In the Navy (with Small Business)

The U.S. Navy, Office of Naval Research is offering $30 million in grants through 31 May to companies providing advanced technology. Through this effort, the Navy is funding its supply chain to ensure that their contractors can stay in business during the pandemic. An additional $250 million in small business awards is expected over the next 90 days. (FedScoop, April 28, 2020)

Awards are through the Small Business Innovation Research and Small Business Technology Transfer grant programs, which get money to small businesses more quickly than traditional solicitations. The following technologies are of interest:

  • modernization and sustainment
  • digital logistics
  • deployable manufacturing
  • resilient communications (ibid)

James Geurts, the Navy’s lead acquisition official, said the department is monitoring its supply chain in real-time with new tools to maintain stability. Many worry that a faltering economy and the shelter in place regulation will affect the supply chain and the military’s readiness. Guerts says the Navy is closely watching its research and development for emerging technology so as to stay a step ahead. (ibid)

Other Navy research offices are also serving as “technology enablers.” The Naval Expeditions Agility Office is looking for ways to better connect warfighters to tech experts and small businesses. Here again, the goal is to bring advanced technology solutions to national security challenges while helping small businesses to continue working with the Navy. (ibid)

Are you a small business with advanced technologies the Navy can use? Give us a call.

Refurbishing Fraud

Yeow! GSA will be removing refurbished technology from the Schedules as part of the upcoming consolidation. We can thank cybercriminals for this lovely change.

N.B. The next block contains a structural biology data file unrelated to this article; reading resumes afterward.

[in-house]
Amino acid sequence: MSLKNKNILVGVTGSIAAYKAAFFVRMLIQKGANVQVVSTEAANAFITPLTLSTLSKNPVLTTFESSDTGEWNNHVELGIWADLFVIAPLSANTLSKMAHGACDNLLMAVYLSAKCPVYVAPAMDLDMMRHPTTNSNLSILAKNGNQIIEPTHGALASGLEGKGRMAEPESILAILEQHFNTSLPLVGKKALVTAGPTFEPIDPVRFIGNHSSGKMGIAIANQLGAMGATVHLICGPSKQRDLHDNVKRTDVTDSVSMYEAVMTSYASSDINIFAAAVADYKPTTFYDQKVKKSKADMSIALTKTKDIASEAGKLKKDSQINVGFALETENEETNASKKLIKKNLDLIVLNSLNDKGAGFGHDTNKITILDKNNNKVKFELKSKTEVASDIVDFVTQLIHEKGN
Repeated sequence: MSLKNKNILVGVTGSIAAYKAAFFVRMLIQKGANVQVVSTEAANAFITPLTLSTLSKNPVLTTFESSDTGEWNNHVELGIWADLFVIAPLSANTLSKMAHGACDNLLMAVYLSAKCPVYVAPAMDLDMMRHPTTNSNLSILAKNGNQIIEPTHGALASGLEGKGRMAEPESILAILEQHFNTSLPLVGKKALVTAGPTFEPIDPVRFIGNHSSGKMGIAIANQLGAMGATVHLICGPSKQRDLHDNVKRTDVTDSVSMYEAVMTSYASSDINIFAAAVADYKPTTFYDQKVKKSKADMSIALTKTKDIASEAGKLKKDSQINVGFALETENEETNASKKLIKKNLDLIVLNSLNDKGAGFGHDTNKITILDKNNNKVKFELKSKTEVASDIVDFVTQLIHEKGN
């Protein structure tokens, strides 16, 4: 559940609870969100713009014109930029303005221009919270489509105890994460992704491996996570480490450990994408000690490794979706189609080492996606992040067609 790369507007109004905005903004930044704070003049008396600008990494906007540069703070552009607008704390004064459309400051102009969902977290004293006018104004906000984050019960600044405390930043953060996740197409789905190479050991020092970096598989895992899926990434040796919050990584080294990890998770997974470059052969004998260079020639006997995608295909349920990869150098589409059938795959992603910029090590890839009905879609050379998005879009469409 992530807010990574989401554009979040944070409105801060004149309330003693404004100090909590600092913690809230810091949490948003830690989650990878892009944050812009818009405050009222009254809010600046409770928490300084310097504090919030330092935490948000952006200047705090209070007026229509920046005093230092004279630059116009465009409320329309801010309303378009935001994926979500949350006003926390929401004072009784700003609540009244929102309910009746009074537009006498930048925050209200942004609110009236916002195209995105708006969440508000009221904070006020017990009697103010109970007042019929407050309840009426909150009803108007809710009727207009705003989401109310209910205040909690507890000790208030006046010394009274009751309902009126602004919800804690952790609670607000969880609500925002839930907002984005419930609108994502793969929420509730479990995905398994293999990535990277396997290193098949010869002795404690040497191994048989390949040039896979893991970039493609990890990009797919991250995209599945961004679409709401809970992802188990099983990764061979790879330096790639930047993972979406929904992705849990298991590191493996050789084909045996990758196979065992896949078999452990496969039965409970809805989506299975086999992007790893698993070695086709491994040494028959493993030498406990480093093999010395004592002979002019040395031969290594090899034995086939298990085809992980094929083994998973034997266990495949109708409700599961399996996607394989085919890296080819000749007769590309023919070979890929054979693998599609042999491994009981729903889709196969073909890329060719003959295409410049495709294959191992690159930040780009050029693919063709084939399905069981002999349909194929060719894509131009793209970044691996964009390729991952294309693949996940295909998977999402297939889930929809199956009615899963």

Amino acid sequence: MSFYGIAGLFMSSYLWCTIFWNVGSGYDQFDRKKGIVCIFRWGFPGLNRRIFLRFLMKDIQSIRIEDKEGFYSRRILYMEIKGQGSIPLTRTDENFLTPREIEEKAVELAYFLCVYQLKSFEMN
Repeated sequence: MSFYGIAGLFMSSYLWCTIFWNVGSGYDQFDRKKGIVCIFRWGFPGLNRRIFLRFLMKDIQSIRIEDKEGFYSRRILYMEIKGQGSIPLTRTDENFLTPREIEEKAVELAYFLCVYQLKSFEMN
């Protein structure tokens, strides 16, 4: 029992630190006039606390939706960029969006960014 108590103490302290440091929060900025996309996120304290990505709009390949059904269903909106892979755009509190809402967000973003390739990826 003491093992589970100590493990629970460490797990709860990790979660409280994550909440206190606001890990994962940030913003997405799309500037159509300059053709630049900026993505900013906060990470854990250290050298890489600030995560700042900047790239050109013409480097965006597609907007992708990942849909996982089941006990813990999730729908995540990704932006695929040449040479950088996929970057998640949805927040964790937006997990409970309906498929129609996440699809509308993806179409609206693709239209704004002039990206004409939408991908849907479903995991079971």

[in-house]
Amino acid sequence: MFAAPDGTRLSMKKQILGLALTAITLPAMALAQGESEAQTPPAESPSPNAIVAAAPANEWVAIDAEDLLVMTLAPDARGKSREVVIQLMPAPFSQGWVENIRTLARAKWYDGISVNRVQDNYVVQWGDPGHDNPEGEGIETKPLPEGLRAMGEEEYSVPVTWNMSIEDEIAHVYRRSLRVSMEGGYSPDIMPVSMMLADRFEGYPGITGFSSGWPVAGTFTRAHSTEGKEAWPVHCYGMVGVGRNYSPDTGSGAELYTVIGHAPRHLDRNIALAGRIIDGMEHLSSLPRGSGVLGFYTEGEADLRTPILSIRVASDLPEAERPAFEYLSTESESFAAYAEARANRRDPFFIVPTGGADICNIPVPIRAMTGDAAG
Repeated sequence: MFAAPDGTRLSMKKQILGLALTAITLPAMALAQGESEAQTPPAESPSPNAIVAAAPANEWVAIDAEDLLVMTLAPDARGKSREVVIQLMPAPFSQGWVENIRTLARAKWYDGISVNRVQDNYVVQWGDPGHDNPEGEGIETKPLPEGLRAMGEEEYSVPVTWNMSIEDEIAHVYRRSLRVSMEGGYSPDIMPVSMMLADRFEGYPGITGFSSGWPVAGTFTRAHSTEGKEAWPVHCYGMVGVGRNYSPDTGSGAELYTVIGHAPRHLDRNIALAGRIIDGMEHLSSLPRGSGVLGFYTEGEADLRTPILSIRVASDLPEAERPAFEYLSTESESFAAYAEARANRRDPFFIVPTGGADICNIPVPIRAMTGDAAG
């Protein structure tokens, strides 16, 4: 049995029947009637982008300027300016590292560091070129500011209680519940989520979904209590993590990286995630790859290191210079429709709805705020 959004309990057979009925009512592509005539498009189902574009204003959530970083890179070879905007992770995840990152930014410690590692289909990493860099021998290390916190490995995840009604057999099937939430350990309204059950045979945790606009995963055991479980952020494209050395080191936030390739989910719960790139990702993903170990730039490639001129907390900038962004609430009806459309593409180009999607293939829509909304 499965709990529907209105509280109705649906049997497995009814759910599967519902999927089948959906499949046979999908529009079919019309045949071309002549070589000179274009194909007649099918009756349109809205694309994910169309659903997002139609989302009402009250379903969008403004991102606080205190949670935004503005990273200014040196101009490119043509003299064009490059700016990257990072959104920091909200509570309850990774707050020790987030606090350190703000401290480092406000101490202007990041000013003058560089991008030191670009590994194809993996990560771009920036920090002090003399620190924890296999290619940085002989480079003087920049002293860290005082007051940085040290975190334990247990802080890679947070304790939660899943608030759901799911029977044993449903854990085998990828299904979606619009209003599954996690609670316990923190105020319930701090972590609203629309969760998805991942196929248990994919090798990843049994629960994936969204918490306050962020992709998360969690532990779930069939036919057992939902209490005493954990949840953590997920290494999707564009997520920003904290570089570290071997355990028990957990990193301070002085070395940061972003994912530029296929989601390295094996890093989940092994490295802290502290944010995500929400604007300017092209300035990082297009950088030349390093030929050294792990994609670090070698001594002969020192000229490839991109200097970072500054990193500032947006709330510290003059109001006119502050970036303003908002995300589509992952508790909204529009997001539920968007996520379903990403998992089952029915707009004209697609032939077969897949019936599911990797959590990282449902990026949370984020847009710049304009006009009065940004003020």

Individuals not associated with the government have been placing IT orders. They trick small businesses into sending used hardware to empty warehouses, where they remove the equipment and sell it on the black market. Meanwhile, they never pay the original bill.

Additionally, some of the equipment has been discovered as counterfeit — which of course doesn’t meet government standards — as refurbished. This leaves the purchasing agencies open to risk. (FEDSCOOP, August 21, 2019)

According to Lawrence Hale, a director within the GSA Federal Acquisition Service, fraudsters phish small businesses, and GSA cannot guarantee the origin of refurbished products. “It’s a supply chain attack.” The only way to stop it is to shut the SIN down. (ibid)

As GSA consolidates 24 of its Multiple Award Schedules into one on October 1, 2019, a request for information is looking for industry feedback on supply and service categories and SINs that the forthcoming solicitation will be split into. (ibid)

Do you resell refurbished technology equipment to the government? Are you wondering how to provide feedback on the removal of SIN 132-9, allowing for the purchase of refurbished technology?  Give us a call.